As COO, I have more than enough to do in a day, but I still get out to every location under consideration, because the data I collect from databases, view in our GIS system, or receive from web searches won’t tell me the whole story.
Let’s take Target and Walmart as an example. Both have similar operating hours. They sell similar categories of merchandise. If you rely on data alone, you might get the impression that they offer a similar customer experience, too. But visit their stores and you immediately see that they have very different concepts and value propositions. Don’t underestimate what you may find visiting a location that can enhance or put perspective around your current data. A business on a map may seem like a viable competitor until you visit the physical location and see that it has no visibility, is hard to access and appeals to a different demographic than your concept.
Fieldwork is the link that can connect all of your data and complete the picture.
Build a forecasting model that can build a learning organization
Every company has a unique growth strategy. Every company has different advantages and drawbacks, and your location strategy needs to reflect those realities. Your company’s goals and challenges won’t change the tools and analysis involved in the site planning process, but they do change your model.
The biggest mistake that is made in a site analysis or sales forecasting model is to try to build in too many variables. As statistician George Box stated, “All models are wrong, but some are useful.” I have met companies that try to quantify literally everything about a competitor or everything about their customer or patient. The best models are those that define the key variables that really drive success. You gain that type of understanding over time as you continue to learn from current and future location’s success.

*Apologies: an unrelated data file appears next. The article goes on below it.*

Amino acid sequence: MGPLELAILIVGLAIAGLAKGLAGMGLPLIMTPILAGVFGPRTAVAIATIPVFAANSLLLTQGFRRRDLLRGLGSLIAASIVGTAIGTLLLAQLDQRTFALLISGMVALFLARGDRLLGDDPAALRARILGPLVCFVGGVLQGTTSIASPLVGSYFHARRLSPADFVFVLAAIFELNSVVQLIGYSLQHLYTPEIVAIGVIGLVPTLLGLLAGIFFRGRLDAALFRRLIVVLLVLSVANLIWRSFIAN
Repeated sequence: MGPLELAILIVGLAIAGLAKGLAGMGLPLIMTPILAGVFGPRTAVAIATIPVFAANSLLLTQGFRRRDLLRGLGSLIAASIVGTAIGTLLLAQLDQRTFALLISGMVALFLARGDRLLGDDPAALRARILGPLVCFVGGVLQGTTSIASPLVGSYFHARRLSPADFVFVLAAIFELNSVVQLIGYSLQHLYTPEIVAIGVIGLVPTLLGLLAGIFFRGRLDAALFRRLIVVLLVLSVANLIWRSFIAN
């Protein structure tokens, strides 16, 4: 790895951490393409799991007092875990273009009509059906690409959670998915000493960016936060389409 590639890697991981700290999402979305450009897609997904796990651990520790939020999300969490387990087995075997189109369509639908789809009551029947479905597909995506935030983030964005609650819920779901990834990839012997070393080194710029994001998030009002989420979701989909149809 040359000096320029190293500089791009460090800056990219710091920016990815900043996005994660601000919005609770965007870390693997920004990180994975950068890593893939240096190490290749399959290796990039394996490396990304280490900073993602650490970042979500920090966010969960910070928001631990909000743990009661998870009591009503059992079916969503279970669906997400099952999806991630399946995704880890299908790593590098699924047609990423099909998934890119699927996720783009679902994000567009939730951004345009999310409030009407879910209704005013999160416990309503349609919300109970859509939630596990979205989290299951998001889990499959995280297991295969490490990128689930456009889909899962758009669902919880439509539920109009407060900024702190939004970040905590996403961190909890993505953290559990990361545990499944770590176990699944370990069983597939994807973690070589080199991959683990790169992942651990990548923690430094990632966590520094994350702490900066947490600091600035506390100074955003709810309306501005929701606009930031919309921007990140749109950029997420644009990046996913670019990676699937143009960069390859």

Ultimately, you want to look back and say that your first locations were your worst and your latest are your best. That’s the outcome of a learning organization—one that is curious, keeps asking questions and makes new discoveries.
When you commit to allowing data to drive your decisions, you not only make smarter ones today, but you sow the seeds for a more profitable tomorrow. Building business intelligence enables you to plan further out, get to those “A” locations ahead of the competition, and continue to refine your concept year after year.
Here’s the bottom line.
Decisions about location strategy in the healthcare world are too important and too costly to leave to your gut. Building on a solid understanding of your company’s value proposition and using model that combines organizational experiences, hard data and fieldwork will help your organization grow market share predictably and improve decision-making year over year.